At the end of each chapter, the game will grade you based on your performance. Along with mandatory quests, there are optional quests, and even hidden quests (which are really annoying to find), that you can complete. Completing these optional quests improves your grade. Participating in certain activities and answering certain questions can also boost your grade. Basically, the more you do, the better your result. While this has the potential to drag certain points of the game out, it doesn’t. Hidden quests aside, most optional tasks are relatively easy to complete, and rewarding.

After reading this, you might be thinking that the game is repetitive. And in a way, it is. But you don’t realize that when you’re playing it. In all honesty, it wasn’t until I was writing this that I became actively aware of how cut-and-dry the gameplay actually is. Sure, I noticed that I was doing a lot of the same things, but it never felt the same. You’re traveling to new places and uncovering more of the story at such a clip that each excursion is just as exciting as the last.


Dungeon Crawling 101


It might sound ironic, but I kind of forget that Trails of Cold Steel is a dungeon crawler. Between the lengthy initial setup of each chapter and the frequent boss battles, there’s always a lot of time in between exploring each new dungeon. But, well, once you’re there, it’s some pretty classic (not to mention basic) dungeon-crawling.

There isn’t actually much to say about the game’s dungeon-crawling segments. Most dungeons are fairly short and, other than the occasional need to backtrack in order to pick up some treasure or to flip a switch, straightforward. Oh, there are also usually a lot of monsters. That one’s kind of obvious, though.

Fortunately, linear dungeon-crawling isn’t the only kind of exploration that Trails of Cold Steel has going for it. In between dungeons, you’ll find yourself exploring the outskirts of each land that you visit. In contrast with how dungeons are set up, exploring the great outdoors allows for a bit more freedom. This is especially true in the Nord Highlands which, to my delight, were bigger than some of the game’s cities. Trails of Cold Steel‘s aesthetics are very pretty, especially considering when the game first came out — and the graphical boost that the Steam version got makes it all the prettier. …Assuming that your computer can handle it.

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This too was imperfect, however. While there may be more space to cover during your outdoor adventures, there’s typically less to do. Save the occasional person to talk to, all you’ll be doing is fighting monsters. Even the Nord Highlands were barren of extra activities — a disappointing waste of potential.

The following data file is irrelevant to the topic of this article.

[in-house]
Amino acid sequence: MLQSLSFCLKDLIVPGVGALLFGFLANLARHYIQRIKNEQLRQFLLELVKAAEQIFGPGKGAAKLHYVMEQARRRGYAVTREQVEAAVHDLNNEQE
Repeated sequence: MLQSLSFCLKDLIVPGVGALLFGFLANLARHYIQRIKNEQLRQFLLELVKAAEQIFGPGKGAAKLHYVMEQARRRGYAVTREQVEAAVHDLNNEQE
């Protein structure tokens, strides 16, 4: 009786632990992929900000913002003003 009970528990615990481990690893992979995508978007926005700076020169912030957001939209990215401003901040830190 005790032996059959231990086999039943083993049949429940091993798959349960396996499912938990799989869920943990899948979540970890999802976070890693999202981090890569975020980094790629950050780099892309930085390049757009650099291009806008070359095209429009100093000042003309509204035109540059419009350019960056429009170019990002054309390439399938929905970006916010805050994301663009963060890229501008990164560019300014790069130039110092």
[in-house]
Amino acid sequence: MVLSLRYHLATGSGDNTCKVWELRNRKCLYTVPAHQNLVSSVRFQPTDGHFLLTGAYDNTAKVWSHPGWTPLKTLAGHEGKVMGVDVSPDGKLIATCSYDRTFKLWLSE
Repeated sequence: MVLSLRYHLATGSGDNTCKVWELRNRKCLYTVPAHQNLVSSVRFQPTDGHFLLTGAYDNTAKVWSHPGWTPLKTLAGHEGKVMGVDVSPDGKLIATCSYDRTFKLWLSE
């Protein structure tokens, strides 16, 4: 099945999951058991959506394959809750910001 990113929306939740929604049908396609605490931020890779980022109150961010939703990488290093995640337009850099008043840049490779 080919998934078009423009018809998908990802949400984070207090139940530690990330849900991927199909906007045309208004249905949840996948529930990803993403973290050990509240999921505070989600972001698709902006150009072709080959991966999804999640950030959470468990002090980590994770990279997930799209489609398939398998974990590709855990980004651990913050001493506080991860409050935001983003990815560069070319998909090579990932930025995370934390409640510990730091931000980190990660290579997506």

At Arms, Men!


Trails of Cold Steel doesn’t provide anything new, in terms of combat (which makes sense, given its original 2013 release date), but it does do what it does well. Seriously. Even with its occasional clunkiness, this game still holds up by 2017 standards. Fights are turn-based, with each character’s Speed stat determining when their turn arrives. Range and movement are also important. Instead of being affixed to a certain location (a la Final Fantasy), characters are capable of moving around the battlefield (a la Hypderdimension Neptunia). Not only is this important due to each attack have a limited range, but it also allows you to strategically place your party members.

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Clever placement can lead to some huge multi-kills.

Taking the place of magic and skills, are Arts and Crafts… which work exactly the same as magic and skills. Arts are the game’s form of magic. They’re typically more powerful than physical attacks and Crafts, but take time to charge up. While it may be frustrating to some at first, it isn’t hard to get in the groove of correctly timing your Arts. Arts are not learned by leveling up, but instead by equipping items known as Quartz on characters. This ends up being a bit of a double-edged sword, as you can transfer Arts between allies easily, but may have a hard time setting up different party members with similar Arts due to the high rarity of certain Quartz.

Crafts, on the other hand, are skills that characters learn as they level up. The polar opposite of Arts, Crafts are primarily physical attacks and support skills. Crafts are incredibly versatile, but characters, unfortunately, learn them rather slowly. Each character also has a special skill, known as an S-Craft. Although extremely powerful, using an S-Crafts depletes that character’s entire reserve of Craft Points (which you need to use Crafts), so think before you act.

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Link Rushes are great for turning the tables on bosses.

Finally, there are Combat Links. Good old Combat Links. Combat Links allow you to link two active party members together. In the beginning, linking doesn’t do much more than allow a character to perform a follow-up attack. As the bonds between your party members grow stronger however, they’ll be able to do more — like finishing off damaged enemies, and healing allies after they’ve been attacked. Combat Links naturally grow stronger through battle, but can receive huge boosts by spending time with characters and through story events. It takes some time before they’re actually all that useful, but buffing up Combat Links is well worth it in the end.


Something Worth Fighting For


Let’s get this out of the way. The Legend of Heroes: Trails of Cold Steel is outdated. Its graphics are old, and its gameplay is occasionally clunky. But none of that matters. Regardless of how you slice it, Trails of Cold Steel is an excellent JRPG. It’s got a great story, fun gameplay, and promises an all-around good time for anyone who decides to pick it up. So hey, what are you waiting for?  Thors Military Academy is calling you!